UpToDate
Official reprint from UpToDate®
www.uptodate.com ©2017 UpToDate, Inc. and/or its affiliates. All Rights Reserved.

Medline ® Abstract for Reference 108

of 'Infusion reactions to systemic chemotherapy'

108
TI
Prophylactic effect of pemirolast, an antiallergic agent, against hypersensitivity reactions to paclitaxel in patients with ovarian cancer.
AU
Yahata H, Saito M, Sendo T, Itoh Y, Uchida M, Hirakawa T, Nakano H, Oishi R
SO
Int J Cancer. 2006;118(10):2636.
 
We have previously shown that sensory nerve peptides contribute to the pathogenesis of pulmonary hypersensitivity reactions (HSRs) to paclitaxel in rats. Moreover, pemirolast, an antiallergic agent, reverses the HSRs to paclitaxel, although the mechanism is considered to result from the blockade of paclitaxel-induced release of sensory peptides, rather than the inhibition of histamine release. In the present study, we investigated the preventive effect of pemirolast against acute HSRs in a total of 84 patients who undertook postoperative paclitaxel plus carboplatin chemotherapy every 4 weeks for ovarian cancer. Patients were assigned to receive oral lactose (placebo) or pemirolast (10 mg), 2 hr before paclitaxel infusion. All patients received conventional premedication, including oral diphenhydramine, intravenous ranitidine and intravenous dexamethasone, 30 min before paclitaxel infusion. The HSRs that led to the discontinuance of paclitaxel infusion (grade>or=2) occurred in 5 of 42 patients in placebo group, whereas none of pemirolast-treated 42 patients showed any signs of HSRs. Plasma histamine concentrations were not changed after paclitaxel infusion in either group. Our present findings suggest that pemirolast is potentially useful for prophylaxis of paclitaxel-induced HSRs. In this respect, the use of pemirolast as premedication is expected to be beneficial to the safety management in patients who undergo chemotherapy containing paclitaxel.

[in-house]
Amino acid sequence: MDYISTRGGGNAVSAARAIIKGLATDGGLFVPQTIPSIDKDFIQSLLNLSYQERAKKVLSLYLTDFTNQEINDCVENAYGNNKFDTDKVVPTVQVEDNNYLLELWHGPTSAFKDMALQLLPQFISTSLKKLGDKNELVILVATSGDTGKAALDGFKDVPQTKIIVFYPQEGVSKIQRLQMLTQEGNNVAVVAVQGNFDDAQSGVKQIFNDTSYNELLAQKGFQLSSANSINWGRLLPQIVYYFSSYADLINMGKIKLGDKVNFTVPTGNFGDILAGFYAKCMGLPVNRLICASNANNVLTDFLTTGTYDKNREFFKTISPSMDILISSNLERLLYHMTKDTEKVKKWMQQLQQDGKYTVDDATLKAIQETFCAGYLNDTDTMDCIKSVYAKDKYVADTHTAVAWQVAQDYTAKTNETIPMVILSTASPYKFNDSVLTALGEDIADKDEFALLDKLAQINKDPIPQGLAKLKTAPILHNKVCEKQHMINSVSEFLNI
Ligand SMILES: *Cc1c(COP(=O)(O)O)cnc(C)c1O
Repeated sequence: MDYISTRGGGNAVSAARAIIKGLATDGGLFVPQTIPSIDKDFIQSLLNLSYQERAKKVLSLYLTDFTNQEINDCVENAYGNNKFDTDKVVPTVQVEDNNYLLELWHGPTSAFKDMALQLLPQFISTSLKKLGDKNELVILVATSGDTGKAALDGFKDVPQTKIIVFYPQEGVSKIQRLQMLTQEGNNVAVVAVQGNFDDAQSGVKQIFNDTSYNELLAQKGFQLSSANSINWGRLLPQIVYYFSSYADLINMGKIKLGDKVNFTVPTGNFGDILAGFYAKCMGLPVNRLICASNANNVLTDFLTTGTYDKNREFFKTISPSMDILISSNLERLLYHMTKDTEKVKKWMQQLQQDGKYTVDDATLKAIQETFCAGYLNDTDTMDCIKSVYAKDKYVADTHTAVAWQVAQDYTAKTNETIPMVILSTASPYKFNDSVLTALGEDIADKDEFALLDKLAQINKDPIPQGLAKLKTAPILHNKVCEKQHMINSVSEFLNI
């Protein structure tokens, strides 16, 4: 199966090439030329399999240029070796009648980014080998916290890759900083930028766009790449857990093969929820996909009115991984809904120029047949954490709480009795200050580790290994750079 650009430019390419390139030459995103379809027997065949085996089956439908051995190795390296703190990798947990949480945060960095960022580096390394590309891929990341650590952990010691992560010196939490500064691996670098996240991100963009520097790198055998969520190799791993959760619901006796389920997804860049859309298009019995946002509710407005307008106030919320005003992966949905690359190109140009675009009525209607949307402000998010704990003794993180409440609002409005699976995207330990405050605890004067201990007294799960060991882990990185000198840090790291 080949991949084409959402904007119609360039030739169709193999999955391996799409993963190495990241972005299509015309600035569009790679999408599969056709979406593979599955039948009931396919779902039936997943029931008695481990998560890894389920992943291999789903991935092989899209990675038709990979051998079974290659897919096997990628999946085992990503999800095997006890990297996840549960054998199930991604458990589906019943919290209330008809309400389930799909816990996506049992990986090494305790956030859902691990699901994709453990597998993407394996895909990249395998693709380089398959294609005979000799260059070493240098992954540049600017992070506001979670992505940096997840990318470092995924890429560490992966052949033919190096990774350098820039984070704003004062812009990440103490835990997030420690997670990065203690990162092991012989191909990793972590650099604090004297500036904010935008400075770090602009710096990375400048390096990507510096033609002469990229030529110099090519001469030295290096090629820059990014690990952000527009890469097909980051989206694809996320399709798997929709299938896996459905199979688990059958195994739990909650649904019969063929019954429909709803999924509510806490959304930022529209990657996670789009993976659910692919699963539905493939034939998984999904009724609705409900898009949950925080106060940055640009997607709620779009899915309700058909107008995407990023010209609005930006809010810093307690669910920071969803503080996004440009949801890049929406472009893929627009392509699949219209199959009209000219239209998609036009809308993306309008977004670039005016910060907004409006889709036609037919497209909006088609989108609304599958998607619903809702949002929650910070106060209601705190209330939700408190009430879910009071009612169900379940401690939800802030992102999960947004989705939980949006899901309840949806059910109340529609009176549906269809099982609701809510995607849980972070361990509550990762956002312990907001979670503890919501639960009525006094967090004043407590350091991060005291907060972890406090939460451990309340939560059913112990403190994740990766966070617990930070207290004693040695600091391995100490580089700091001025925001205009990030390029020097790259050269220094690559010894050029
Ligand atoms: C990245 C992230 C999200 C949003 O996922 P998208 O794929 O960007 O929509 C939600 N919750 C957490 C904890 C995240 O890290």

AD
Department of Obstetrics and Gynecology Medicine, Kyushu University Graduate School of Medical Sciences, and Department of Pharmacy, Kyushu University Hospital, Fukuoka, Japan.
PMID